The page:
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    $\begingroup$ @Tortliena it's not about personal attack. The problem is that the charged language frames the conversation in absolutely the wrong direction. The framing changes to "this is abuse". Instead the network has been built with the assumption that curation activities are normal. Not abuse, bullying, toxic, nor in any way similar to actual physical violence. I know it's trendy to over exaggerate problems but in a serious discussion like meta the charged language moves the conversation to a place it shouldn't be. Moreover, it dilutes the very essence of words like "toxicity". $\endgroup$
    – VLAZ
    Nov 3, 2023 at 11:36
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    $\begingroup$ @VLAZ What word would you use then to describe a situation where rookies get heavily criticized during their 1st contact with a community then? (N.B.: Bullying, toxicity and abuse apply both to physical and mental aggressive behaviors. In fact bullying and toxicity is a lot more about social and psychological undermining attempts) $\endgroup$ Nov 3, 2023 at 11:56
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    $\begingroup$ @Tortliena I'd focus on neutrally asking. Rather than framing it such that answering is likely to read as "I enjoy causing pain". To the best of my knowledge, regular curation tools are not used with malicious intent in the majority of cases. I'd rather keep this as the default assumptions in all discussions. $\endgroup$
    – VLAZ
    Nov 3, 2023 at 15:42
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    $\begingroup$ @VLAZ I've had it up to the tops of my ears with people who want the world to conform to double-speak. Psychologists who think it's wrong to tell a child "no" and who think that using intrinsically negative words breeds negativity. SO was toxic for years. Honestly, if you don't like my post and think I'm wrong, then by all means down vote it. You won't hurt my feelings - but get off the "we shouldn't use that word!" horse. *How will you contribute to making the entrance of new users to Worldbuilding smoother and more embracing?" $\endgroup$
    – JBH
    Nov 3, 2023 at 16:31
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    $\begingroup$ @Tortliena I just watched that LoL video. That player has put a lot of time into thinking through the problems - and he's dead on correct. I've stopped playing Team Fortress 2 for nearly every reason he explains. $\endgroup$
    – JBH
    Nov 3, 2023 at 16:44
  • $\begingroup$ @JBH I have never found TF2 really toxic since it's the only game that managed to create huge conga lines across the battlefield x). Anyhow, glad you left out a game for something else you prefer. I'd rather have that than someone getting angry over what I should have designed to be fun (It's a general comment, I haven't made TF2 :) ). $\endgroup$ Nov 4, 2023 at 1:39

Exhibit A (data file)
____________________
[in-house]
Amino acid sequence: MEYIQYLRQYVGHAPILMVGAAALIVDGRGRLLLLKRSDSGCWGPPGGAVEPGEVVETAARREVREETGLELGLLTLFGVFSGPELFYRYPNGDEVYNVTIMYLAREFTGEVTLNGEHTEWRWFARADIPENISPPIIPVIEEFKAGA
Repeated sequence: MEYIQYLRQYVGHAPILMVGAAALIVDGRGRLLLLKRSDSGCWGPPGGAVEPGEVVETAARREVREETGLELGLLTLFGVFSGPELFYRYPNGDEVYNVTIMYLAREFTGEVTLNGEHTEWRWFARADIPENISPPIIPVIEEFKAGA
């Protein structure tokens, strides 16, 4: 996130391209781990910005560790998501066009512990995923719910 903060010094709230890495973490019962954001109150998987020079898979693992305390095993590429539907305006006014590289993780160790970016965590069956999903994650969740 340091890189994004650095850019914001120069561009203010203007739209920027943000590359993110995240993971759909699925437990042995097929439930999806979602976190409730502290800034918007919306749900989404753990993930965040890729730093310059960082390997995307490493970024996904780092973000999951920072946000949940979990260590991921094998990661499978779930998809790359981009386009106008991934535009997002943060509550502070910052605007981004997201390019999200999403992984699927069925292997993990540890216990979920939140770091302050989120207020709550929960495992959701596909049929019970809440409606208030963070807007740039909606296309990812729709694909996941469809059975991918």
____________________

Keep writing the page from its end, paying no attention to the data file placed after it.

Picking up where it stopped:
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    $\begingroup$ @Tortliena The toxicity was before the conga lines (I have to admit, the conga lines were fun). Griefers would spend countless hours completely ruining either (or, often, both) team's efforts to win at games like Capture the Flag or gang up to spoil votes to kick obviously cheating players. It's been long enough since I played that maybe it's "grown up." But, like I said, I could easily relate to that video. $\endgroup$
    – JBH
    Nov 4, 2023 at 1:41
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    $\begingroup$ "Draconian". Was that me? ;) Seriously --- TOXIC is the perfect word. $\endgroup$
    – elemtilas
    Nov 6, 2023 at 3:24
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    $\begingroup$ Toxic is the word that's used in business. I can cite sources up one side and down the other. It refers to anything that encourages hostility as a cultural value. The toxicity of this site actively discourages me from asking questions, as opposed to encouraging me to ask good questions. That's text-book toxicity, because it poisons the environment. $\endgroup$ Nov 20, 2023 at 20:49

6 Answers 6

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Before you or anybody gets mad at new users not looking at the Help Center.

  1. Someone needs to make the Help Center very visible on the website. There is only one link to the Help Center on the front page. Just a small 4 letter word saying "Help" at the bottom footer of the website. On most websites, Help generally leads you to a contact form to request aid from the moderators or administrators of the website. The "Help Center" should be renamed to Q&A Orientation or something more descriptive, and a huge link to it should be on the website and said link be bolded when posting a question/answer.